In that case, procurement will have to be supplemented by a public distribution system to sell off the procured commodities. The Finance Minister has also talked about the measures needed to support farmers under conditions when the market price falls below the MSP. If there is no open-ended procurement, the choices are a limited procurement to absorb the excess supply that might have caused the price to fall, or to compensate farmers with the difference between the MSP and market prices. Once again, it is not clear which course the Government will follow and what the consequent cost will be.
The announcement of the National Health Programme Scheme is a bold step forward. It is supposed to cover 10 crore of poor families and the coverage is up to 5 lakh per family per year. The cost of this programme is not fully budgeted. Perhaps, it might take a year for finalising the scheme. If it is going to be an insurance scheme, determining the premium is going to critical.
The supply-side arrangements to take care of the patients is also another issue that needs to be resolved. Of the three major items of subsidies, only in the case of food, subsidy has been increased by 20 percent. In the case of fertilisers and petroleum, subsidies remain more or less at the current year’s level. Particularly in the case of petroleum, there can be an increase if the crude oil price rises further.
On taxation, there are no major changes. The reduction in corporate tax rate is confined only to a sub set. Changes in personal income tax are minimal. The introduction of standard deduction will help the salaried class. But they have to forego some of the benefits they are getting now. The one change that has caused already a turmoil in the stock market is the long term capital gains on equities. However in principle, there can be no objection to the proposed change.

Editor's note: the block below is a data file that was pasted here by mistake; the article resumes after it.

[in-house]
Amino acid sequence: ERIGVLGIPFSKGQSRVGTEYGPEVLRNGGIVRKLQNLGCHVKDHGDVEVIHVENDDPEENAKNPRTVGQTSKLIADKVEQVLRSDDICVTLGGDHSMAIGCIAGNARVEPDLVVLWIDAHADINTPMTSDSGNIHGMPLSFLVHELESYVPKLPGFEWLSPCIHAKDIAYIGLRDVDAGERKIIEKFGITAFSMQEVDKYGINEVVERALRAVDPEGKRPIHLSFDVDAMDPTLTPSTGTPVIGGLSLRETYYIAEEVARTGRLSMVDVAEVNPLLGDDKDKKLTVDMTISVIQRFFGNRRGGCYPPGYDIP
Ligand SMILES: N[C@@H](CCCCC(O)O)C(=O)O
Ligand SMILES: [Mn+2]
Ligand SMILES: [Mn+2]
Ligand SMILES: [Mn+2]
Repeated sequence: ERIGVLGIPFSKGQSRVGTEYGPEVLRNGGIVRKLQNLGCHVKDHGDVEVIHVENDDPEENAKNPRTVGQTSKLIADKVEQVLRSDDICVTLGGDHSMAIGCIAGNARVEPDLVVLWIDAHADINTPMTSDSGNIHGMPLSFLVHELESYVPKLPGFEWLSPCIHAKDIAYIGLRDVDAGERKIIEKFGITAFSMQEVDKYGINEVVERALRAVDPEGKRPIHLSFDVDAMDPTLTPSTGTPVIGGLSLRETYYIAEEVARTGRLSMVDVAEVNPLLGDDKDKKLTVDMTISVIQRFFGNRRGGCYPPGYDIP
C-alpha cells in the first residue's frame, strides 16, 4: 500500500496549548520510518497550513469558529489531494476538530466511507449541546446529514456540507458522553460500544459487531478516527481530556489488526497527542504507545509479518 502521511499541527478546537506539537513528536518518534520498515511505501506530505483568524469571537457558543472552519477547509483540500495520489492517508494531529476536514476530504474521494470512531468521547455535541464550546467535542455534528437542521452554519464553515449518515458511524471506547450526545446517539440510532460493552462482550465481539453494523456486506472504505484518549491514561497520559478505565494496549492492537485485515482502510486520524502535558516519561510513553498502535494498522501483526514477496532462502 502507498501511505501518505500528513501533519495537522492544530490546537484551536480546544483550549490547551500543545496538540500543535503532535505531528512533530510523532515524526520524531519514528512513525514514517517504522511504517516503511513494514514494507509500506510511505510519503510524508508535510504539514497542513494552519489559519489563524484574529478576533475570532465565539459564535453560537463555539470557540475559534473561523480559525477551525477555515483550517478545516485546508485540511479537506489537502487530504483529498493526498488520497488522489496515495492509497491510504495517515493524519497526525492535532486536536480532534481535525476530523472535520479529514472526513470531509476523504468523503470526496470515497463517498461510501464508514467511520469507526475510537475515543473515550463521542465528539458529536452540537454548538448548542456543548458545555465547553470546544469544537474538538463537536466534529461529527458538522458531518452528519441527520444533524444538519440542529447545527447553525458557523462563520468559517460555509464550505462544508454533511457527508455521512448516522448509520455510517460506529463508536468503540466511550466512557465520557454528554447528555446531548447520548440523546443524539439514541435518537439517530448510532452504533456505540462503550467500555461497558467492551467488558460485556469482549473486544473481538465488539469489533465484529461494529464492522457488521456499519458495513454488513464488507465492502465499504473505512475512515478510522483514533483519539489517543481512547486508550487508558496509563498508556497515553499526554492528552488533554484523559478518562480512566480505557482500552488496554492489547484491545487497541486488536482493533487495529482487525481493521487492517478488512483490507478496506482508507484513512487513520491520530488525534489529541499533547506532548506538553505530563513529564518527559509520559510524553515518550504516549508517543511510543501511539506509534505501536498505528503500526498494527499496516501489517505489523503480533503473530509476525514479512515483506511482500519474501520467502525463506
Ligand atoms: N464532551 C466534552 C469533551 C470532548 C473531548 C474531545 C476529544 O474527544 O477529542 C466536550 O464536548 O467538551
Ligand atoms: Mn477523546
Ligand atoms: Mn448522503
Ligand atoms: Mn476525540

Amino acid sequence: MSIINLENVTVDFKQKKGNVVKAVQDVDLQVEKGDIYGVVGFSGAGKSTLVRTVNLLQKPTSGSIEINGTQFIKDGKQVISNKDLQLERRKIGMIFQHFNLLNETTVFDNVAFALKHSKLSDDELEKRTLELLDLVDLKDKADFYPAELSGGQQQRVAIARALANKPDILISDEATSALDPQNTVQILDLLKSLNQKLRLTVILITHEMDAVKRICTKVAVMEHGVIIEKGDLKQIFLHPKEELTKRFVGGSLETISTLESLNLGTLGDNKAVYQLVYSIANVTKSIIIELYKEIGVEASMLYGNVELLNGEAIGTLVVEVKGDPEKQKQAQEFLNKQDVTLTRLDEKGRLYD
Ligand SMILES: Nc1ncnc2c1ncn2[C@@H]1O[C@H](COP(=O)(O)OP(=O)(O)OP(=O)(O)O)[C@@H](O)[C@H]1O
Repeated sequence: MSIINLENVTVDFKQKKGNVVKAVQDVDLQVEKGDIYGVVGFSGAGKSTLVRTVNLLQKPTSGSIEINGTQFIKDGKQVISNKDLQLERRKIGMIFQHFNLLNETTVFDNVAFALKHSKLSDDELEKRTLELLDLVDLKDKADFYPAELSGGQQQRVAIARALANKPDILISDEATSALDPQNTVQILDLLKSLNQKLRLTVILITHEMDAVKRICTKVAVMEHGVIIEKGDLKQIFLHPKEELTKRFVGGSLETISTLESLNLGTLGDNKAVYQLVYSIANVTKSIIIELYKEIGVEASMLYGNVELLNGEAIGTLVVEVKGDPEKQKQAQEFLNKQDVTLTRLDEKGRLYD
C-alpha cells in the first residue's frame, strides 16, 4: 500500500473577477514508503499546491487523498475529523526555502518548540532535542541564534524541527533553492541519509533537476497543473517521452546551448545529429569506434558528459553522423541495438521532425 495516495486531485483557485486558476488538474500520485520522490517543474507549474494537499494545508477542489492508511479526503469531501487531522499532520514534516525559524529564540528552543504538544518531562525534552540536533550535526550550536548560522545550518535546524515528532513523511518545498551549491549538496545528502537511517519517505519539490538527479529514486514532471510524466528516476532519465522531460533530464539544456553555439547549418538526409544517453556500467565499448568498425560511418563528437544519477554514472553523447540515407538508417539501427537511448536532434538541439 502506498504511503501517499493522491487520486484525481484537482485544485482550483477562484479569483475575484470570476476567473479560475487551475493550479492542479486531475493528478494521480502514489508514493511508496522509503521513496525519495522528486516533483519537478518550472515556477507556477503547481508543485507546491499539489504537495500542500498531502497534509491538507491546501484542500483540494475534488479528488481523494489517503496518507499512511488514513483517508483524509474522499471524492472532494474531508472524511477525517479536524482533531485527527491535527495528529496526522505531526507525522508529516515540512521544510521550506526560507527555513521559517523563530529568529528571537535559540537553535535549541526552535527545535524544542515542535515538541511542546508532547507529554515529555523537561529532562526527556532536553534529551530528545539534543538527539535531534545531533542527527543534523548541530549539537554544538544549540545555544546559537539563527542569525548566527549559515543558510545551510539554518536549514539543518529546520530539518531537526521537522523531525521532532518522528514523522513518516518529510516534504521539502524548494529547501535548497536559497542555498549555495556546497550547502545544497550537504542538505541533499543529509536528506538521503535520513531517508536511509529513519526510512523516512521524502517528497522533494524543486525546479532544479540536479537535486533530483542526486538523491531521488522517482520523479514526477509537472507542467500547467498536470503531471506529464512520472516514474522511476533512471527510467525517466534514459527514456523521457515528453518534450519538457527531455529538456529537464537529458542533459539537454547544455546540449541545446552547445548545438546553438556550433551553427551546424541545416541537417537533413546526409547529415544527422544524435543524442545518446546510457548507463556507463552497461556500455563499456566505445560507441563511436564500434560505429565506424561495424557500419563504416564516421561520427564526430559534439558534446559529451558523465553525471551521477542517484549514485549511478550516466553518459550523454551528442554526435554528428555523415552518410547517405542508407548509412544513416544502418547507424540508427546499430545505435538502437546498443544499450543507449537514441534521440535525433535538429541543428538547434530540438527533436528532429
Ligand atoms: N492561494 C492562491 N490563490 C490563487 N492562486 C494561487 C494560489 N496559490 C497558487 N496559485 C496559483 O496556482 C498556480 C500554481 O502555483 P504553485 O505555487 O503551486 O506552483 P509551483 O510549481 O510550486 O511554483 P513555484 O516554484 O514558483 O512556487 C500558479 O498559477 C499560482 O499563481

Perhaps, the Government could consider whether indexation may be permitted while calculating capital gains. The increase in cesses is purely a revenue raising measure. There is no accounting on how much of this is spent on the programme in the name of which the cess is raised. The Government has also decided to increase the customs duty on a number of items. If there are instances of dumping, the Government should seek a remedy through the appropriate provisions available under the WTO arrangmenet. It is somewhat odd that after the Prime Minister’s lecture on protectionism at Davos, the Government have chosen to raise the import duty on several items.
Budget and growth
The critical question to pose is whether the budget will accelerate growth. A disquieting factor about the economy has been the fall in investment rate. Gross Fixed Capital Formation stands at 26.0 per cent currently as against 33 per cent in 2007-08. This is a steep fall. This has to be reversed. Capital expenditures by the Government itself are not normally high.
In fact, bulk of the public investment comes from the public sector undertakings and, therefore, for public investment to act as a catalyst, one needs to know more about what PSUs will do. There is nothing in the budget to stimulate corporate investment except the measures announced to benefit MSMEs. Certainly, some of the expenditure programmes focused on rural development and agriculture will lead to a pickup in rural demand. The external demand may also pick up as world trade is expected to grow faster in 2018.
For growth to accelerate, the investment rate must go up. Perhaps if the overall climate for investment improves, this will happen. Speedy implementation of projects announced in the budget will help in this regard. Continued vigilance on fiscal deficit is a must, if stability along with growth is to be ensured.
The writer was chairman of the Prime Minister’s Economic Advisory Council and governor of RBI
Published on February 08, 2018